Jersey Shore Rugby with Dr. J.: Free-flowing style is what makes rugby so much fun to play
By DR. J. ZIMMERMAN
Rugby matches are free-flowing competitions between two teams of 15 highly conditioned athletes. I use the term free flowing because once the rugby match starts with a kickoff, there is no turning back. The clock ticks on, the action barely stops (only for injury or penalties).
In football, the game is based on breaks in play. There is a snap from the line of scrimmage and the quarterback starts the play with a handoff or a pass. The play continues until there is a tackle. Then it is break time. During the break, the offense huddles up, then either the coach or the quarterback calls in the next play. At the same time, the defense is in a huddle discussing what it will be doing on the next play.
The break time ends and it’s time to begin again. This break in action is what decides the course of the game, this is when the plays are called.
Rugby also has plays, but we do not have breaks. That is why I use the term “free flowing.”
Once we are on the field, the players use their skills, teamwork and intuition to utilize our plays that have been worked on in practice. Once the action starts, the players and the captain of the team are in charge of the game’s destiny.
So, while practiced plays are a very important part of rugby and 100 percent necessary for the game, rugby is based more on a philosophy then the actual playbook.
Rugby coach Eamonn Hogan says that in rugby — especially developmental rugby — the team is allowed to play the game as best it can using a philosophy of what the coach would like players to do.
On my club, the Jersey Shore Sharks, we base what I would like them to do on our practice sessions. We run offensive plays, we work our defensive lines, practice outcomes for scrums and what to do — or not do — at the breakdown (tackle). The players are well-drilled and trained to react to a multitude of situations.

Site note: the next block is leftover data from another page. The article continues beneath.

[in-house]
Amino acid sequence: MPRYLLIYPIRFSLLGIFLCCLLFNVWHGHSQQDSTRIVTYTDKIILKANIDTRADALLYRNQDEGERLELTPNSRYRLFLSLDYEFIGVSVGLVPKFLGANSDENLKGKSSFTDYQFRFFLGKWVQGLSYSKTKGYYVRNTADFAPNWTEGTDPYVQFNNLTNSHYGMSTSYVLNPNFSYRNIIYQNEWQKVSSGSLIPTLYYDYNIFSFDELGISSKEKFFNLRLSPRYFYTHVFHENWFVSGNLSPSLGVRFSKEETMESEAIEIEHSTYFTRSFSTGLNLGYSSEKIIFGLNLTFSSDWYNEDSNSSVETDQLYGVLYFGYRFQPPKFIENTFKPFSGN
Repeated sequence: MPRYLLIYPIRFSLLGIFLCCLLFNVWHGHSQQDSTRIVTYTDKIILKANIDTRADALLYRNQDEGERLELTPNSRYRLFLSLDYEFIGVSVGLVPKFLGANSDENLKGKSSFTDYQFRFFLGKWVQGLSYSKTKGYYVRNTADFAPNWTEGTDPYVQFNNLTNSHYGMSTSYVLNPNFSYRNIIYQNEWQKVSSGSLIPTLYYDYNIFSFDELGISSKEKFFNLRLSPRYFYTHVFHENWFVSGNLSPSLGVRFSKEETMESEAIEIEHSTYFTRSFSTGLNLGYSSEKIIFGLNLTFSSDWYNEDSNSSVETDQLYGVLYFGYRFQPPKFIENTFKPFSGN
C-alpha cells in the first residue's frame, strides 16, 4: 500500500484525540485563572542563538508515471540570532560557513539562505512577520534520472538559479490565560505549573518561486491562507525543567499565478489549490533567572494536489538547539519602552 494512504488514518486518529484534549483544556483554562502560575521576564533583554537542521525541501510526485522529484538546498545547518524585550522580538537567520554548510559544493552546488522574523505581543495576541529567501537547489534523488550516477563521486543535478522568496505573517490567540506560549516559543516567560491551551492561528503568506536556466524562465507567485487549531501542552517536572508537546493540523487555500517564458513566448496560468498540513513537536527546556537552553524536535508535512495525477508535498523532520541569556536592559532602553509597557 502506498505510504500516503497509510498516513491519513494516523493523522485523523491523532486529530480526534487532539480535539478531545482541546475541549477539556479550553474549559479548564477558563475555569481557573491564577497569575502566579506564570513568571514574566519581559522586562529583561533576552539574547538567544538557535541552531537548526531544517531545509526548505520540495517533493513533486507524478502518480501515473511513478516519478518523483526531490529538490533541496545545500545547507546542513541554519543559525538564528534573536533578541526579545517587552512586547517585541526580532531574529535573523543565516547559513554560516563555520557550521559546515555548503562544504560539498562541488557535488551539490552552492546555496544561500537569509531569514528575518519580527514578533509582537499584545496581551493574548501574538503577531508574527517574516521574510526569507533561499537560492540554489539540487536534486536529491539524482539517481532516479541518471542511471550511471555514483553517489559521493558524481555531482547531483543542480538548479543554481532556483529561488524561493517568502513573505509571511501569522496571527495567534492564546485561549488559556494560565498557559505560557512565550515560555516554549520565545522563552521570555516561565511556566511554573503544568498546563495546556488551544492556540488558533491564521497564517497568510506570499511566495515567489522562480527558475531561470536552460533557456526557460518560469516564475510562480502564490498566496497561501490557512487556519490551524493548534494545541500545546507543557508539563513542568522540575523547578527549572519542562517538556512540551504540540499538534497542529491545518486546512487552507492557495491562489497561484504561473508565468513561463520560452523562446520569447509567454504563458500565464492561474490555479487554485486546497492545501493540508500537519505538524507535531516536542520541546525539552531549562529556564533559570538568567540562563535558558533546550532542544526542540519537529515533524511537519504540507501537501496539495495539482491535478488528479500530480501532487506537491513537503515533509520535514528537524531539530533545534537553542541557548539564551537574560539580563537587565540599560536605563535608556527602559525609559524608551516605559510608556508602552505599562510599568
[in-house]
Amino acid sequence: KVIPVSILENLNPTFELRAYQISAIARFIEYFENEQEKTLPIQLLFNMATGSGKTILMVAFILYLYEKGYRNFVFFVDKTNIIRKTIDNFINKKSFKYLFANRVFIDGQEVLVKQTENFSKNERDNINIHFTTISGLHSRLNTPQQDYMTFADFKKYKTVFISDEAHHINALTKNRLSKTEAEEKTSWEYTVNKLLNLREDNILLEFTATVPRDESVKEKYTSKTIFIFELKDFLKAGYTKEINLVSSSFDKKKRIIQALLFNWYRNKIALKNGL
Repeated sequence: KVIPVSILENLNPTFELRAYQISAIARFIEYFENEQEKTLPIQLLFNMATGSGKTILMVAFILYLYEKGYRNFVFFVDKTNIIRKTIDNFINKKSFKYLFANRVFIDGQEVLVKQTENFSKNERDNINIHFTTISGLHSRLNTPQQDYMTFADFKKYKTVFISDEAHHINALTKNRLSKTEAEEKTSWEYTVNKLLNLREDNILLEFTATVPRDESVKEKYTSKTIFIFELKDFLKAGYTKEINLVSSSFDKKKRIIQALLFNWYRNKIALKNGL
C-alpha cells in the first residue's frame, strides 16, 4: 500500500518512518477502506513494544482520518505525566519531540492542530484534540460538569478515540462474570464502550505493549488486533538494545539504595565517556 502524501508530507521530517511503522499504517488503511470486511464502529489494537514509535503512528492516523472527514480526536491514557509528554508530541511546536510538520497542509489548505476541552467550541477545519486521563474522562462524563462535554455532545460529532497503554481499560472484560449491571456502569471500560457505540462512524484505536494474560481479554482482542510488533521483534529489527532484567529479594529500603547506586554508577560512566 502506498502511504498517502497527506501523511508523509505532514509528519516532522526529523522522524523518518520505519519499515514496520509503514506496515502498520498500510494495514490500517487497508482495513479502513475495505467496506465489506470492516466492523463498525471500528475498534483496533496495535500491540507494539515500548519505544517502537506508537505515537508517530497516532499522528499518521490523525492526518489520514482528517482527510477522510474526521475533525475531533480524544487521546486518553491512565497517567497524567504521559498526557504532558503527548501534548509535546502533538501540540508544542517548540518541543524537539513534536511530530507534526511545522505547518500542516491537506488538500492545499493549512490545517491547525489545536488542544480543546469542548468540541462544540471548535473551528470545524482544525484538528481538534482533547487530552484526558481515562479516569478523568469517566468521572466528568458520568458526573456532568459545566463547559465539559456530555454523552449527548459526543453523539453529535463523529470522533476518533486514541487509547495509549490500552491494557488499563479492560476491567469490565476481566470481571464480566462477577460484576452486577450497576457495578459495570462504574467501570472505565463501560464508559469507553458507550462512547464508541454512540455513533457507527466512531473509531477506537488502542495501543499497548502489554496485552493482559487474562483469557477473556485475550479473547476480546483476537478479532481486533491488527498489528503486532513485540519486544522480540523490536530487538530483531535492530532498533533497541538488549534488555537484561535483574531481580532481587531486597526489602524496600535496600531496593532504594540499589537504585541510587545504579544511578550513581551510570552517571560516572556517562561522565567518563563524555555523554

The break in rugby comes at halftime. At halftime, the coaches have the opportunity to change the game plan and make tactical changes to help steer the match to the desired outcome. Once the second-half kickoff occurs, the game is back in the hands of the team to use teamwork, intuition and set skills and plays from practice.
The free flowing nature of rugby is what is so attractive about the sport. The fact that the game is not dictated by short plays with breaks in action and the clock continues to tick is what makes rugby so exciting.
The Jersey Shore Sharks are about to start the spring rugby season. Practice for the men’s club and the high school club team will begin this week. It is not too late to join us. The co-ed youth tag rugby league will be starting in April. If you are interested, contact me for more info.
In the meantime, during the next few weeks, rugby is all over the television. NBC Sports Network is showing the English Premiership. And ESPN has the Americas Rugby Championship. BeinSports 1 is showing the Guinness Pro 12 and the Six Nation’s International Rugby Championship is also on BeinSports 1. Lastly, the 7s World Rugby Series is on NBC Sports Network.
Dr. J. Zimmerman is the president of the Jersey Shore Rugby Club Board of Directors. He is the men’s club head coach and director of youth rugby. Dr. J. is also the team chiropractor. For more information on Jersey Shore Sharks Rugby, including our high school rugby team, or if you are interested in playing, visit www.JerseyShoreRugby.com or on Facebook at Jersey Shore Rugby Club, or call 609-652-6363 or email Jerseyshoresharks@gmail.com.
Nick Frantz, Shark Rookie # 8 Interviewed In Glory Days Sports Magazine
Former Cedar Creek football star Nick Frantz enjoying life as a rugby player
By DAVE O’SULLIVAN
When you play high school football for four years, it can be difficult to simply let that competitive fire fade away on graduation day. Luckily for Nick Frantz, a 2016 graduate of Cedar Creek, he got involved with the Cape Storm rugby team during his junior year, and now has an outlet for his athletic fervor with the parent club in men’s rugby, the Jersey Shore Sharks.